A Christian missionary, John Magee, described Japanese soldiers as killing not only “every prisoner they could find but also a vast number of ordinary citizens of all ages”.

“Many of them were shot down like the hunting of rabbits in the streets,” he said.


After what he described as a week of murder and rape, the Rev Magee joined other Westerners in trying to set up an international safety zone.

Another who tried to help was an American woman, Minnie Vautrin, who kept a diary which has been likened to that of Anne Frank.

Her entry for 16 December reads: “There probably is no crime that has not been committed in this city today. Thirty girls were taken from the language school [where she worked] last night, and today I have heard scores of heartbreaking stories of girls who were taken from their homes last night – one of the girls was but 12 years old.”

Later, she wrote: “How many thousands were mowed down by guns or bayoneted we shall probably never know. For in many cases oil was thrown over their bodies and then they were burned.”

“Charred bodies tell the tales of some of these tragedies. The events of the following ten days are growing dim. But there are certain of them that lifetime will not erase from my memory and the memories of those who have been in Nanjing through this period.”

Minnie Vautrin suffered a nervous breakdown in 1940 and returned to the US. She committed suicide in 1941.

Also horrified at what he saw was John Rabe, a German who was head of the local Nazi party.

He became leader of the international safety zone and recorded what he saw, some of it on film, but this was banned by the Nazis when he returned to Germany.

He wrote about rape and other brutalities which occurred even in the middle of the supposedly protected area


Confession and denial

After the Second World War was over, one of the Japanese soldiers who was in Nanjing spoke about what he had seen.

Azuma Shiro recalled one episode: “There were about 37 old men, old women and children. We captured them and gathered them in a square.”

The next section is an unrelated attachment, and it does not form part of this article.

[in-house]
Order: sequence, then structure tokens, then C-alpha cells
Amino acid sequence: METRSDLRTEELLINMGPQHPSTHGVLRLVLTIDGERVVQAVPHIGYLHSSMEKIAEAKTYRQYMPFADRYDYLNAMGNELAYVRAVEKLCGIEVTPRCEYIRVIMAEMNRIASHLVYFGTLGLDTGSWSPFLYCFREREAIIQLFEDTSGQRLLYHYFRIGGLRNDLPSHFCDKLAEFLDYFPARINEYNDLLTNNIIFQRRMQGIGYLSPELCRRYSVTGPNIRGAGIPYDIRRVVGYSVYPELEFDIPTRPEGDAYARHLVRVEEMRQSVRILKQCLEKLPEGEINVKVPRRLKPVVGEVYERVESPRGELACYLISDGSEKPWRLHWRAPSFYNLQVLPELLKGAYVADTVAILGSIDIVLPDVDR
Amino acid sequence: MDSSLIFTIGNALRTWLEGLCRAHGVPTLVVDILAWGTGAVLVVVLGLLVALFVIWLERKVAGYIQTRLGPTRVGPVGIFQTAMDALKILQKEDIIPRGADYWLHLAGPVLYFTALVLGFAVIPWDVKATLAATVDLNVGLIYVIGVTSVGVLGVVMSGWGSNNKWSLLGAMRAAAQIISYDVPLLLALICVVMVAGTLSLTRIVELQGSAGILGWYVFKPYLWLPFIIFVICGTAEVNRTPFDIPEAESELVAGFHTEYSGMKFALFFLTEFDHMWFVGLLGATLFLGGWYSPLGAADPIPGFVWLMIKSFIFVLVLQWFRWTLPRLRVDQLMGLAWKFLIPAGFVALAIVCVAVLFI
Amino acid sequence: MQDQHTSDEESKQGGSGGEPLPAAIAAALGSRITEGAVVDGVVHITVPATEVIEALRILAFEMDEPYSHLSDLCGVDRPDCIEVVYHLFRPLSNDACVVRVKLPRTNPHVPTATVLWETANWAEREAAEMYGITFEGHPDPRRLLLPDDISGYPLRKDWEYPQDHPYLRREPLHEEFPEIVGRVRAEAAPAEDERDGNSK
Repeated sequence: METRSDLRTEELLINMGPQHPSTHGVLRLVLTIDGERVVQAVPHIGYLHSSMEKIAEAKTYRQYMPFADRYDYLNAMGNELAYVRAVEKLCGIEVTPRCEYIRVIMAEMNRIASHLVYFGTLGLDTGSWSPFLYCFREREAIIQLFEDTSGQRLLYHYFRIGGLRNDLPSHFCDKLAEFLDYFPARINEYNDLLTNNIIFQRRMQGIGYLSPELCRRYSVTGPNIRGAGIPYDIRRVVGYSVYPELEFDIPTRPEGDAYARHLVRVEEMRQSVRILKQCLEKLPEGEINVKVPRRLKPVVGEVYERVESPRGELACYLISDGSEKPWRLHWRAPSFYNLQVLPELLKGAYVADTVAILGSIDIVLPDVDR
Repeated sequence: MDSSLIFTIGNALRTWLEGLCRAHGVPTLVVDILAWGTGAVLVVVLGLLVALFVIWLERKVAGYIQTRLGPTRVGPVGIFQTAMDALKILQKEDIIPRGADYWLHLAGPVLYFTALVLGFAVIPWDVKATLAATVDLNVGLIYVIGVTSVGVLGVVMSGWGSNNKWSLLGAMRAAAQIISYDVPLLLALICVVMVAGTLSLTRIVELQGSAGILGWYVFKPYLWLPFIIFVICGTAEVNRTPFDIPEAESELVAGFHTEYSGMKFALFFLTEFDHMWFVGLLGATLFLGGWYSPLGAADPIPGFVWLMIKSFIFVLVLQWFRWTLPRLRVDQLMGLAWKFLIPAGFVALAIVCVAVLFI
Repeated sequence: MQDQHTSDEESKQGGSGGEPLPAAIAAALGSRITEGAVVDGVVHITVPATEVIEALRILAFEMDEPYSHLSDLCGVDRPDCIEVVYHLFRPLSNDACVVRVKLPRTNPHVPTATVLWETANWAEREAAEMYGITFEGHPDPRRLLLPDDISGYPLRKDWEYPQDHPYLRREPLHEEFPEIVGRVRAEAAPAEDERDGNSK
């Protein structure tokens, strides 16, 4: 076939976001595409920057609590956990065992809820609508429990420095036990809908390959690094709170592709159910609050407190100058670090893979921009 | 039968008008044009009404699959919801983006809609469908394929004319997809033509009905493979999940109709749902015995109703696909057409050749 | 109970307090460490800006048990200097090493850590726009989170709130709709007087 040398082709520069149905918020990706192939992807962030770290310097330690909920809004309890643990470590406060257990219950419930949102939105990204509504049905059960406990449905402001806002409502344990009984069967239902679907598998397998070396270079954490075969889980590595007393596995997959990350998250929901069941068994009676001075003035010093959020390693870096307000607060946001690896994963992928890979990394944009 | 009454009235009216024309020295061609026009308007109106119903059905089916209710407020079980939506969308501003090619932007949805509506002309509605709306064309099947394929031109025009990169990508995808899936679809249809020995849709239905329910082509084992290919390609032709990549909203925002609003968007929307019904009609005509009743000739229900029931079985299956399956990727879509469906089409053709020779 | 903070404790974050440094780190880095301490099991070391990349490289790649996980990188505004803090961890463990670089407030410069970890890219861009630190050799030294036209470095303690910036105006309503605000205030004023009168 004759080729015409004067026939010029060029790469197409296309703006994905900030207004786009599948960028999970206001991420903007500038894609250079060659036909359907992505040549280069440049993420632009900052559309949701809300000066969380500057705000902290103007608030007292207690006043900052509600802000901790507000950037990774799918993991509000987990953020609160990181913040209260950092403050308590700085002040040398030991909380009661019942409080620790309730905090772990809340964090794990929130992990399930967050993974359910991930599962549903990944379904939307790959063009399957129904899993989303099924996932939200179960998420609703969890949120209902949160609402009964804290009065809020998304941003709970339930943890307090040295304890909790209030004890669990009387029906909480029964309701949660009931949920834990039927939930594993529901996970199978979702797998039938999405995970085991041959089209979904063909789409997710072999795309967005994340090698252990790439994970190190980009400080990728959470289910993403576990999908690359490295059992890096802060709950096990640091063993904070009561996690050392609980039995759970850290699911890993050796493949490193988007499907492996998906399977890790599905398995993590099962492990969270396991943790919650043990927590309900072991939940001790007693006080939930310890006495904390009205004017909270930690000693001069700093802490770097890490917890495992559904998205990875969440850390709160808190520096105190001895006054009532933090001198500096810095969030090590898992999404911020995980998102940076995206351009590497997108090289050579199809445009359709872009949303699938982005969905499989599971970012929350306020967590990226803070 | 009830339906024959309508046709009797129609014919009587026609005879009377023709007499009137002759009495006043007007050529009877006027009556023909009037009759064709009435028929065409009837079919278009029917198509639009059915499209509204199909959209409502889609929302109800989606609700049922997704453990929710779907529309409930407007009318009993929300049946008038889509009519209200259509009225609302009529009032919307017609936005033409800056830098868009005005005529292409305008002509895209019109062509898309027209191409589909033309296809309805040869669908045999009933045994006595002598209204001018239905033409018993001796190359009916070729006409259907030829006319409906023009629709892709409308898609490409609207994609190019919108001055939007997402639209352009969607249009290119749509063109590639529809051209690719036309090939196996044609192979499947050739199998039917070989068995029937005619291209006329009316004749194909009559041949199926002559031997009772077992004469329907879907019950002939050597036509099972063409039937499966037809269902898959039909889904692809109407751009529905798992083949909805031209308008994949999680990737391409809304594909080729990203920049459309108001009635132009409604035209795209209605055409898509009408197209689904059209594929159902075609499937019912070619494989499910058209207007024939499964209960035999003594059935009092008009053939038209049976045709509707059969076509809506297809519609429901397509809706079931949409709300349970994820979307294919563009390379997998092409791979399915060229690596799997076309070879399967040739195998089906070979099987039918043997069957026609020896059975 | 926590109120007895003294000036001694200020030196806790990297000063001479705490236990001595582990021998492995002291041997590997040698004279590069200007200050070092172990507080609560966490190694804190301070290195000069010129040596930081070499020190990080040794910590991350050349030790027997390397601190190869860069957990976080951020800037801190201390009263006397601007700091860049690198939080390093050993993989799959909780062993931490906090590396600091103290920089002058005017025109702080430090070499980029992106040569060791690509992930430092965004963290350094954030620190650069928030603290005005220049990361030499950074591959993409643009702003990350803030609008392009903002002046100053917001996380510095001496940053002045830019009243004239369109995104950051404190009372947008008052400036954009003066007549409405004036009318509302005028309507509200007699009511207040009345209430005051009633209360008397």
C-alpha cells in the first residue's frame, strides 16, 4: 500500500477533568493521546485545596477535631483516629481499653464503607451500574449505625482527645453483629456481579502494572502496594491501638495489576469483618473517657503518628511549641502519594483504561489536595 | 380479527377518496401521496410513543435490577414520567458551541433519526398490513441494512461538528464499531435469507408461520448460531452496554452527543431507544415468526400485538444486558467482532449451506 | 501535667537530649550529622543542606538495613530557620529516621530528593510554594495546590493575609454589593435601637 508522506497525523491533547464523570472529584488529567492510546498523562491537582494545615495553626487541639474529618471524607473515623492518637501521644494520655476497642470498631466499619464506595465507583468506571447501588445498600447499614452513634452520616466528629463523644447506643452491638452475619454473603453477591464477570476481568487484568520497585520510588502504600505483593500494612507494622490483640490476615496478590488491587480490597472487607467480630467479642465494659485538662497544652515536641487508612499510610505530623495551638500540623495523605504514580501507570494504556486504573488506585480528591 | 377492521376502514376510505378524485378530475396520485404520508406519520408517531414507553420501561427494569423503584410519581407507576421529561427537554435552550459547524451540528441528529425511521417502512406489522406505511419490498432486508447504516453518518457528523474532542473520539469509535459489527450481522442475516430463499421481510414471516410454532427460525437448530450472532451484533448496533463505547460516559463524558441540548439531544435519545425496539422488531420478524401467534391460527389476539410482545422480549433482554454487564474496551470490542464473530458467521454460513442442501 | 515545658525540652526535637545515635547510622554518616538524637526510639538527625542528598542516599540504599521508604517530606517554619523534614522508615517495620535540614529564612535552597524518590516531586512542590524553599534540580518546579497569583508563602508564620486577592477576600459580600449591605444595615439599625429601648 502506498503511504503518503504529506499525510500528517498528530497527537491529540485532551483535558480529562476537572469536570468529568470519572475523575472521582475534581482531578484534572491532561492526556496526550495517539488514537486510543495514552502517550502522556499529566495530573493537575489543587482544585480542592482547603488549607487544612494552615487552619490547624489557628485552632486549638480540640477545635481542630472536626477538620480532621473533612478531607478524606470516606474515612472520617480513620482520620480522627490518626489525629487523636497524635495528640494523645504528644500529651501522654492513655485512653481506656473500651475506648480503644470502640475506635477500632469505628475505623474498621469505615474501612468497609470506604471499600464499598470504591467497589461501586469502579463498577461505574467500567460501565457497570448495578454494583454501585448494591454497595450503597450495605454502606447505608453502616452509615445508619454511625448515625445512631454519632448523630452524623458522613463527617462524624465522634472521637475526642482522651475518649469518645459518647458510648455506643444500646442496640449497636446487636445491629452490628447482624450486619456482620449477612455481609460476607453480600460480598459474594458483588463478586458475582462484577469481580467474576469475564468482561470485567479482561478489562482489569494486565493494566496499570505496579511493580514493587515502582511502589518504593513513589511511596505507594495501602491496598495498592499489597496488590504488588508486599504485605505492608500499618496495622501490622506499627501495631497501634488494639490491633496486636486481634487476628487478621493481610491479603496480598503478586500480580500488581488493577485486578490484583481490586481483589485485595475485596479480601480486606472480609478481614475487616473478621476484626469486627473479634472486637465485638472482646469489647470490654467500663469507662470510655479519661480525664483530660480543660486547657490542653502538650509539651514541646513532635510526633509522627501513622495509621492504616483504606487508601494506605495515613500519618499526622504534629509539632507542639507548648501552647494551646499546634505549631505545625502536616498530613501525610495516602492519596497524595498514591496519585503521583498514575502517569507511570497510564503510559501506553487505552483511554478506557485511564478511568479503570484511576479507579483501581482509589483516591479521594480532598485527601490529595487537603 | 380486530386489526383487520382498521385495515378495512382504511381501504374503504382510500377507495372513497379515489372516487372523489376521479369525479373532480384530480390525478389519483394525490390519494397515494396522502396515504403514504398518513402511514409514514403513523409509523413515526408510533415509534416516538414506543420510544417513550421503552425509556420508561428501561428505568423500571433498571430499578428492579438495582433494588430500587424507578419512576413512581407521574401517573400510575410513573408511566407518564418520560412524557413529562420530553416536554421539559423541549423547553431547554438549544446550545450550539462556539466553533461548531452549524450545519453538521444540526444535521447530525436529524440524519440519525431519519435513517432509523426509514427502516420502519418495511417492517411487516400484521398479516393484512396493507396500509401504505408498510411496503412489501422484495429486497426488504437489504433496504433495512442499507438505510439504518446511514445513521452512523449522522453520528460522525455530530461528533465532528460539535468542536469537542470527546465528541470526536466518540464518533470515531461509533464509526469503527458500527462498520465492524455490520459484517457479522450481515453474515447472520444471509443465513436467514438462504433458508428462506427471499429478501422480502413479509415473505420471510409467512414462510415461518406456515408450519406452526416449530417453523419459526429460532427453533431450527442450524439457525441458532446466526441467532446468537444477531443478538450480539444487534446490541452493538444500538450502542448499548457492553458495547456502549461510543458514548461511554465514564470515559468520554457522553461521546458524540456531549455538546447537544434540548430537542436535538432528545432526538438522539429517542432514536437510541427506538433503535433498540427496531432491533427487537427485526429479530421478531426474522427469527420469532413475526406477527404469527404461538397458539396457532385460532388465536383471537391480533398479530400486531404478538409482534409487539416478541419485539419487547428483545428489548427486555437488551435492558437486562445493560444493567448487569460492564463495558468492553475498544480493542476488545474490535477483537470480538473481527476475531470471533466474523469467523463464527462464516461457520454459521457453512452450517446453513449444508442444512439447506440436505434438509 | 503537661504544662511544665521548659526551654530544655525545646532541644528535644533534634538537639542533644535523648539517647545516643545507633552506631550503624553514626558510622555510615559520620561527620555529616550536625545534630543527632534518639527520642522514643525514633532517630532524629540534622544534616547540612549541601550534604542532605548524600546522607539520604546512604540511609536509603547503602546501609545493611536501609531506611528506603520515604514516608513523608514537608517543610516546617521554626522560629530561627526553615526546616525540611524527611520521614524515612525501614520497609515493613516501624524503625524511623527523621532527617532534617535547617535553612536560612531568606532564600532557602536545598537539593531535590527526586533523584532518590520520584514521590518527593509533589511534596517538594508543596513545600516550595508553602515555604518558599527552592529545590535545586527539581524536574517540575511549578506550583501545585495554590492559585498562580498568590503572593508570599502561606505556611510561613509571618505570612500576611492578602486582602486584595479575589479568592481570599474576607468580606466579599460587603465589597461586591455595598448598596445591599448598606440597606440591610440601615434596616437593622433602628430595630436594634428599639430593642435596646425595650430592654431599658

“There was a woman holding a child on her right arm… and another one on her left.”

“We stabbed and killed them, all three – like potatoes in a skewer. I thought then, it’s been only one month since I left home… and 30 days later I was killing people without remorse.”

Mr Shiro suffered for his confession: “When there was a war exhibition in Kyoto, I testified. The first person who criticized me was a lady in Tokyo. She said I was damaging those who died in the war.”

“She called me incessantly for three or four days. More and more letters came and the attack became so severe… that the police had to provide me with protection.”

Such testimony, however, has been discounted at the highest levels in Japan.

Former Justice Minister Shigeto Nagano denied that the massacre had occurred, claiming it was a Chinese fabrication.

Professor Ienaga Saburo spent many years fighting the Japanese government in the courts with only limited success for not allowing true accounts of Japanese war atrocities to be given in school textbooks.

There is also opposition to the idea among ordinary Japanese people. A film called Don’t Cry Nanjing was made by Chinese and Hong Kong film-makers in 1995 but it was several years before it was shown in Japan.